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    Craig Harper

    Leading presenter, writer and educator in the areas of high-performance, self-management, personal transformation and more

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    Last Updated on May 12, 2020

    8 Steps to Continuous Self Motivation Even During the Difficult Times

    8 Steps to Continuous Self Motivation Even During the Difficult Times

    Many of us find ourselves in motivational slumps that we have to work to get out of. Sometimes it’s like a continuous cycle where we are motivated for a period of time, fall out and then have to build things back up again.

    There is nothing more powerful for self-motivation than the right attitude. You can’t choose or control your circumstance, but you can choose your attitude towards your circumstances.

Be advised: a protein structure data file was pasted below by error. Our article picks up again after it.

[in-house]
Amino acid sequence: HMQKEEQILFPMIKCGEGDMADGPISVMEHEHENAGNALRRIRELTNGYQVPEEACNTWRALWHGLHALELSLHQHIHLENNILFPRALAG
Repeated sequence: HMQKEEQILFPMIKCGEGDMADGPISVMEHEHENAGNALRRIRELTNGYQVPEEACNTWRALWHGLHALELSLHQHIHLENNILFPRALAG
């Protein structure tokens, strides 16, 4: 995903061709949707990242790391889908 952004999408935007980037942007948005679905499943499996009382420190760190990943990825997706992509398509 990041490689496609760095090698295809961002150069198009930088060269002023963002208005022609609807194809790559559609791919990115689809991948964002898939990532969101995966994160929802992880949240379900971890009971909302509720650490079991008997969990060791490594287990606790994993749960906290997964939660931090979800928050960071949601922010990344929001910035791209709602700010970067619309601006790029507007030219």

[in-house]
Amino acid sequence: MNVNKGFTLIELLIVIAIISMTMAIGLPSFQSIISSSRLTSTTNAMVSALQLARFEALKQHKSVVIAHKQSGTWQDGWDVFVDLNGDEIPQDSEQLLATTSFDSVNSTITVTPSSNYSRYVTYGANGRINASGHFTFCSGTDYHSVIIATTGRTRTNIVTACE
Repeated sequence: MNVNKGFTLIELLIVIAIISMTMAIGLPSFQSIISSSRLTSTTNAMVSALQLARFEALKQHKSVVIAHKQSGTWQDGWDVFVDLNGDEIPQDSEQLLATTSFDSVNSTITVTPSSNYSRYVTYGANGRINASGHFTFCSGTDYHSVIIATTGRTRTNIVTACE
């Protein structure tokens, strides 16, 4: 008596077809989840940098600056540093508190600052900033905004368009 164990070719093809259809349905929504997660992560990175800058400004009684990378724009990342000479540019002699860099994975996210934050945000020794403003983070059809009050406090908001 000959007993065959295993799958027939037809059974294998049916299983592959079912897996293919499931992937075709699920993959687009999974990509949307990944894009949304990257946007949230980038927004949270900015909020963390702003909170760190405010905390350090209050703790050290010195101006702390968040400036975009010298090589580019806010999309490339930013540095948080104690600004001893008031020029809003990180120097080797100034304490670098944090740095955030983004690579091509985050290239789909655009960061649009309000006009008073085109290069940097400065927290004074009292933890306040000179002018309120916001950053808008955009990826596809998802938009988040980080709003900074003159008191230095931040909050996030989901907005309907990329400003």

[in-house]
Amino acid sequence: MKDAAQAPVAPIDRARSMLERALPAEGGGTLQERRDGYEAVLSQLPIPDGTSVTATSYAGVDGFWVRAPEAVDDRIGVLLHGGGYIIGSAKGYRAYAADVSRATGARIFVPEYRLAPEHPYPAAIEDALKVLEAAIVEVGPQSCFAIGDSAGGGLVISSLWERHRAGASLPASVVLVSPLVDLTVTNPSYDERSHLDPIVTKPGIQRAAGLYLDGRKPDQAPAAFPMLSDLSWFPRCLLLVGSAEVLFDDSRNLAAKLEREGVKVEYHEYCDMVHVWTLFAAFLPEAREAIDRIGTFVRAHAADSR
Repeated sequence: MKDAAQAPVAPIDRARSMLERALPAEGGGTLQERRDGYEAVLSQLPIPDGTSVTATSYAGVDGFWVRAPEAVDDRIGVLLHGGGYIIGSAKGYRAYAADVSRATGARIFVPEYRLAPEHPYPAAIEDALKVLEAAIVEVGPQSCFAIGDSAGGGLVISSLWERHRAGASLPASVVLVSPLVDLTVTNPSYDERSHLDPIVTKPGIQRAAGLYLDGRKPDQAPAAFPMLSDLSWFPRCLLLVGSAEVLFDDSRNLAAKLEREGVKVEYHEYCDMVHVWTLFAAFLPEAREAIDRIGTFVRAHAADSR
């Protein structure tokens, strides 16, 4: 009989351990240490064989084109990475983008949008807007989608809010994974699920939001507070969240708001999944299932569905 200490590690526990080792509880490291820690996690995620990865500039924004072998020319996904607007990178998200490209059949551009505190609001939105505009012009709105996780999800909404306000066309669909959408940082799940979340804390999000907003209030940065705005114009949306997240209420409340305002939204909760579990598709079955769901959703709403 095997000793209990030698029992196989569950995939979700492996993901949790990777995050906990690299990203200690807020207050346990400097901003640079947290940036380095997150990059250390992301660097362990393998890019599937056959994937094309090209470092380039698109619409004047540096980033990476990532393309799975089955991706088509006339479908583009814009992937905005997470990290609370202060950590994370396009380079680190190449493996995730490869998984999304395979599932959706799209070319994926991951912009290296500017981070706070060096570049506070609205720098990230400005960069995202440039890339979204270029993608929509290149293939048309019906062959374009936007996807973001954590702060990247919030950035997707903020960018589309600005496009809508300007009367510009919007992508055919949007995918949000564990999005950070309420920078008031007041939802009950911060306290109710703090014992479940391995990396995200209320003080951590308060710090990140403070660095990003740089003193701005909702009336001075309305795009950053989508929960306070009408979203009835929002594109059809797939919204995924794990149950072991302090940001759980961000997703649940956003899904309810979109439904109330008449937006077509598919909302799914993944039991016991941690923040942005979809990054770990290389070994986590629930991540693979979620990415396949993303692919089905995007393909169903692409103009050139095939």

How I see this working is while you’re developing these mental steps, and utilizing them regularly, self-motivation will come naturally when you need it.

    The key, for me, is hitting the final step to Share With Others. It can be somewhat addictive and self-motivating when you help others who are having trouble.

    A good way to have self motivation continuously is to implement something like these 8 steps from Ian McKenzie.[1] I enjoyed Ian’s article but thought it could use some definition when it comes to trying to build a continuous drive of motivation. Here is a new list on how to self motivate:

    1. Start Simple

    Keep motivators around your work area – things that give you that initial spark to get going.

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    These motivators will be the Triggers that remind you to get going.

    2. Keep Good Company